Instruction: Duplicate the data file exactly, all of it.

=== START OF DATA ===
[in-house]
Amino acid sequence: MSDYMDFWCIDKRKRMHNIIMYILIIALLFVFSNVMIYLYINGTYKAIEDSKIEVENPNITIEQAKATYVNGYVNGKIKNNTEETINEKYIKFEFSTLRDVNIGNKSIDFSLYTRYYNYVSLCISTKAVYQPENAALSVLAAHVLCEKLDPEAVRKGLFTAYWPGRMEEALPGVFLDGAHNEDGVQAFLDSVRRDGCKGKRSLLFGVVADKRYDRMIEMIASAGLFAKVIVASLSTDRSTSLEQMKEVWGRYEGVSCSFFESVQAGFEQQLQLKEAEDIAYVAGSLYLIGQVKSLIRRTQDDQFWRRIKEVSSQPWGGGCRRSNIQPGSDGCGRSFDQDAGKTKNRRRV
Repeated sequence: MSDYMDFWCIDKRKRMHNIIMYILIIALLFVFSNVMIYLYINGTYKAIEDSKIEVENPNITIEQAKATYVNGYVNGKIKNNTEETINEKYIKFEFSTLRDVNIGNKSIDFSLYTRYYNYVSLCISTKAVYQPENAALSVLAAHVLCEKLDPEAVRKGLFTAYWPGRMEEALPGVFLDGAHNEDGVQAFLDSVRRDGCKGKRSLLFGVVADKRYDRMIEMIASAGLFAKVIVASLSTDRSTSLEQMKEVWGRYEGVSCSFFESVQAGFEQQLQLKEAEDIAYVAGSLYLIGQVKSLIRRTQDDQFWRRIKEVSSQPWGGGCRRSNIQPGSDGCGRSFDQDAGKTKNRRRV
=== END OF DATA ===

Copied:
[in-house]
Amino acid sequence: MSDYMDFWCIDKRKRMHNIIMYILIIALLFVFSNVMIYLYINGTYKAIEDSKIEVENPNITIEQAKATYVNGYVNGKIKNNTEETINEKYIKFEFSTLRDVNIGNKSIDFSLYTRYYNYVSLCISTKAVYQPENAALSVLAAHVLCEKLDPEAVRKGLFTAYWPGRMEEALPGVFLDGAHNEDGVQAFLDSVRRDGCKGKRSLLFGVVADKRYDRMIEMIASAGLFAKVIVASLSTDRSTSLEQMKEVWGRYEGVSCSFFESVQAGFEQQLQLKEAEDIAYVAGSLYLIGQVKSLIRRTQDDQFWRRIKEVSSQPWGGGCRRSNIQPGSDGCGRSFDQDAGKTKNRRRV
Repeated sequence: MSDYMDFWCIDKRKRMHNIIMYILIIALLFVFSNVMIYLYINGTYKAIEDSKIEVENPNITIEQAKATYVNGYVNGKIKNNTEETINEKYIKFEFSTLRDVNIGNKSIDFSLYTRYYNYVSLCISTKAVYQPENAALSVLAAHVLCEKLDPEAVRKGLFTAYWPGRMEEALPGVFLDGAHNEDGVQAFLDSVRRDGCKGKRSLLFGVVADKRYDRMIEMIASAGLFAKVIVASLSTDRSTSLEQMKEVWGRYEGVSCSFFESVQAGFEQQLQLKEAEDIAYVAGSLYLIGQVKSLIRRTQDDQFWRRIKEVSSQPWGGGCRRSNIQPGSDGCGRSFDQDAGKTKNRRRV